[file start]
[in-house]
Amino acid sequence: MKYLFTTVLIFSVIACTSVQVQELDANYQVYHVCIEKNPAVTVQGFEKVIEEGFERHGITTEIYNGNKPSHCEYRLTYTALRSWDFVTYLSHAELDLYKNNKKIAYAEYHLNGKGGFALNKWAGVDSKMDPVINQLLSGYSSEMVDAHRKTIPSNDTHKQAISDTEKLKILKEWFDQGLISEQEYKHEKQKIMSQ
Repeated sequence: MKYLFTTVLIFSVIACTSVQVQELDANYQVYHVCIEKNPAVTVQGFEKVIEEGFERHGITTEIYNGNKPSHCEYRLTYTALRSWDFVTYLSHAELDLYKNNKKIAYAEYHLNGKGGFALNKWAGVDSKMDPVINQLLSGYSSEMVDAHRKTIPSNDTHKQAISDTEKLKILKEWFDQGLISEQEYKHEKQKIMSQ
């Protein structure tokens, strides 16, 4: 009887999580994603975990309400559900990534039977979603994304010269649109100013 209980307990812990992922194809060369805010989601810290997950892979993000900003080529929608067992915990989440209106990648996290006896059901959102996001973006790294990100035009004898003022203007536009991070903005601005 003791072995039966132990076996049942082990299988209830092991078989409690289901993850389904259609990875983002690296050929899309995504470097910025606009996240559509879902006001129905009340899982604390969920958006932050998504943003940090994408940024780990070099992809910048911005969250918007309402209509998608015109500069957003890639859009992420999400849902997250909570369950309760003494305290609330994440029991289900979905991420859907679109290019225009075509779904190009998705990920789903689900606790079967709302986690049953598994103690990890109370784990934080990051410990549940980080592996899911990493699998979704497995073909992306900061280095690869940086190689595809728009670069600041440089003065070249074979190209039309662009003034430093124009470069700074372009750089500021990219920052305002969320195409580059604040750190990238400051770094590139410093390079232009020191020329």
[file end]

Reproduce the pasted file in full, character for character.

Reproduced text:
[in-house]
Amino acid sequence: MKYLFTTVLIFSVIACTSVQVQELDANYQVYHVCIEKNPAVTVQGFEKVIEEGFERHGITTEIYNGNKPSHCEYRLTYTALRSWDFVTYLSHAELDLYKNNKKIAYAEYHLNGKGGFALNKWAGVDSKMDPVINQLLSGYSSEMVDAHRKTIPSNDTHKQAISDTEKLKILKEWFDQGLISEQEYKHEKQKIMSQ
Repeated sequence: MKYLFTTVLIFSVIACTSVQVQELDANYQVYHVCIEKNPAVTVQGFEKVIEEGFERHGITTEIYNGNKPSHCEYRLTYTALRSWDFVTYLSHAELDLYKNNKKIAYAEYHLNGKGGFALNKWAGVDSKMDPVINQLLSGYSSEMVDAHRKTIPSNDTHKQAISDTEKLKILKEWFDQGLISEQEYKHEKQKIMSQ
């Protein structure tokens, strides 16, 4: 009887999580994603975990309400559900990534039977979603994304010269649109100013 209980307990812990992922194809060369805010989601810290997950892979993000900003080529929608067992915990989440209106990648996290006896059901959102996001973006790294990100035009004898003022203007536009991070903005601005 003791072995039966132990076996049942082990299988209830092991078989409690289901993850389904259609990875983002690296050929899309995504470097910025606009996240559509879902006001129905009340899982604390969920958006932050998504943003940090994408940024780990070099992809910048911005969250918007309402209509998608015109500069957003890639859009992420999400849902997250909570369950309760003494305290609330994440029991289900979905991420859907679109290019225009075509779904190009998705990920789903689900606790079967709302986690049953598994103690990890109370784990934080990051410990549940980080592996899911990493699998979704497995073909992306900061280095690869940086190689595809728009670069600041440089003065070249074979190209039309662009003034430093124009470069700074372009750089500021990219920052305002969320195409580059604040750190990238400051770094590139410093390079232009020191020329």